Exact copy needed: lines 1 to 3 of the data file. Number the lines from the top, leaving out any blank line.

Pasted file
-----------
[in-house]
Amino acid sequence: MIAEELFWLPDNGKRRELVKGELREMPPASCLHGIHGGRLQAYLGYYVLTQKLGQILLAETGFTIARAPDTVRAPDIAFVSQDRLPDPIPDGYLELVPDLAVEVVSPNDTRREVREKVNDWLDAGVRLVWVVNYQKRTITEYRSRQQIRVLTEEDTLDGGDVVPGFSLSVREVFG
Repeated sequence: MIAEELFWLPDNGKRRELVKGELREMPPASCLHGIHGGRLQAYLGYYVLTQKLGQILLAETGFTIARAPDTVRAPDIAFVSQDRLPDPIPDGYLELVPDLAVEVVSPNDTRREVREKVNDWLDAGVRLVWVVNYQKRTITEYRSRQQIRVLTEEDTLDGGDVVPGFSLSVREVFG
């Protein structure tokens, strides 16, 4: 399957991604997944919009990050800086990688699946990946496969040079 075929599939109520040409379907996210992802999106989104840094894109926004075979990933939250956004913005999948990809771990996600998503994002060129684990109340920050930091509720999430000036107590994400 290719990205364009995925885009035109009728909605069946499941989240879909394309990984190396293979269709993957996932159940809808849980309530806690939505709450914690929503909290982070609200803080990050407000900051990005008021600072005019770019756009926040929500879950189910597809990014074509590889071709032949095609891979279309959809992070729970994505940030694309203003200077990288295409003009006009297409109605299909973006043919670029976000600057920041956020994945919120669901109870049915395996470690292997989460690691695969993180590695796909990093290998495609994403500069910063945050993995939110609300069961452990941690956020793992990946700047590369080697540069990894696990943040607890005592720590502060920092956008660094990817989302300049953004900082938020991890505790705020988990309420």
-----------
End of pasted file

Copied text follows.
[in-house]
Amino acid sequence: MIAEELFWLPDNGKRRELVKGELREMPPASCLHGIHGGRLQAYLGYYVLTQKLGQILLAETGFTIARAPDTVRAPDIAFVSQDRLPDPIPDGYLELVPDLAVEVVSPNDTRREVREKVNDWLDAGVRLVWVVNYQKRTITEYRSRQQIRVLTEEDTLDGGDVVPGFSLSVREVFG
Repeated sequence: MIAEELFWLPDNGKRRELVKGELREMPPASCLHGIHGGRLQAYLGYYVLTQKLGQILLAETGFTIARAPDTVRAPDIAFVSQDRLPDPIPDGYLELVPDLAVEVVSPNDTRREVREKVNDWLDAGVRLVWVVNYQKRTITEYRSRQQIRVLTEEDTLDGGDVVPGFSLSVREVFG